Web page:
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Jim Kendzel, ASA Vice President Advocacy
|ASA Engaged in State Activity Related to Water Efficiency and Lead
State legislators have been active in the last several months in proposing new legislation that, if adopted, could have a significant impacts on the plumbing industry. The proposed legislation looks at water efficiency, legionellosis prevention and lead in drinking water.
The States of Hawaii and Washington both have proposed legislation to lower flow rates and flush volumes even more severe than those currently required under the EPA WaterSense® program. ASA has taken the position that states should consider specifying the EPA WaterSense® program when considering water efficiency legislation and not go any further in reduction of flow rates and flush volumes until sufficient research is completed that evaluates the potential impact on the entire plumbing system.
The States of Connecticut and Nevada are considering proposed legislation that references the EPA WaterSense® program. ASA is supporting the proposed legislation in concept and have submitted comments to both State Legislative bodies that are intended to strengthen the language of the proposed legislation and ensure consistency in terminology.
The State of Illinois is considering changes to its plumbing code that, if adopted, would require hot water systems would be required to be maintained at 160 °F. The intent behind the proposal is what many in the industry, including ASA, consider an overreaction to preventing the growth of Legionella in the hot water systems. Although the intent is laudable, the proposed solution would significantly increase energy consumption, operating costs and more importantly increase the potential of scalding events. ASA has submitted comments in opposition to this proposed change.
ASA is aware of at least six states considering proposed legislation that would require testing of drinking water in schools and child-care facilities for lead. ASA is monitoring the activity and working with other industry partners in developing an industry position on this issue. ASA fully supports the intent behind the legislation and protecting our children from exposure to lead in their drinking water. The key question that is being asked about the proposed state legislation is the potential implementation of testing programs that are not designed properly and do not provide sufficient data to ensure that if a lead contamination is discovered, the actual source of the contamination can be determined.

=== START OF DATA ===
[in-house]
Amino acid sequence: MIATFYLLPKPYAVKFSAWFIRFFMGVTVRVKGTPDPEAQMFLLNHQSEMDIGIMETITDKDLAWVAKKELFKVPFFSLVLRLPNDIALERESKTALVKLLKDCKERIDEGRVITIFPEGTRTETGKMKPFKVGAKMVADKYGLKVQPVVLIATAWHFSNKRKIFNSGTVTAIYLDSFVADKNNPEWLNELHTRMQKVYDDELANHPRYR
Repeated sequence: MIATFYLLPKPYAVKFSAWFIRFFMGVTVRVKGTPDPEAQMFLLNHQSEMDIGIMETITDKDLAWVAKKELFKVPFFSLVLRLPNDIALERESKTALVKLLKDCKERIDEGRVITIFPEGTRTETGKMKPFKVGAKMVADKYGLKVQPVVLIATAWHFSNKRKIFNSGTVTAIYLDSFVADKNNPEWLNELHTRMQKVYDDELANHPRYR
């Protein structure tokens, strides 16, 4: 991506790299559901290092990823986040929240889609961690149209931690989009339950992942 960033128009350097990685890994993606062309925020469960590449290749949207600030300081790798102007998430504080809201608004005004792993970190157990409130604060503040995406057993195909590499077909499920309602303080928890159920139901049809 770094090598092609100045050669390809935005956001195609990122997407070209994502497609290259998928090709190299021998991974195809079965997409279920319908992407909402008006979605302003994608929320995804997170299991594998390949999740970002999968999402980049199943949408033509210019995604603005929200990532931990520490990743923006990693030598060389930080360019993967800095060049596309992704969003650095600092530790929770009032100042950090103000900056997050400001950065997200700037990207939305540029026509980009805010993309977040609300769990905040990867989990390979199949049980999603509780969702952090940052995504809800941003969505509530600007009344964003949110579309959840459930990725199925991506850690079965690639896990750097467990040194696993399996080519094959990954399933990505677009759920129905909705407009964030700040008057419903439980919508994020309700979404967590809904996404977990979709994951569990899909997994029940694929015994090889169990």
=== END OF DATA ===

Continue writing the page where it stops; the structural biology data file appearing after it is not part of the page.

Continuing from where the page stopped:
For a more detailed discussion on the above issued please click here.
On Friday, the Office of the United States Trade Representative released the Trump administration’s 2019 Trade Policy Agenda and 2018 Annual Report. This is an annual report required by statute.
A bipartisan group of Senators introduced legislation that would mandate the U.S. EPA within one year of enactment declare per- and polyfluoroalkyl substances (PFAS) as hazardous substances eligible for cleanup funds.
Ethics and Elections
The House passed a sweeping ethics and elections bill that would expand voting rights and revamp ethics laws, including requiring presidential candidates to release tax returns. The measure is not expected to see consideration from the Republican-controlled Senate.
The Labor Department has issued a proposed new overtime rule that would raise the overtime salary limit from $23,660 to $35,308. ASAs Director of Government Affairs, Catherine Treadwell has been following the progress of this activity and more information is available on the ASA website.
The House and Senate are in session.
- The White House is submitting its proposed budget which includes significant funding cuts for most government agencies, but boosts funding for programs to address the opioid crisis and provide medical care for veterans. According to the White House, the budget proposes $80 billion in fiscal 2020 - a 10 percent jump from fiscal 2019 - for veterans' health care. (Bloomberg)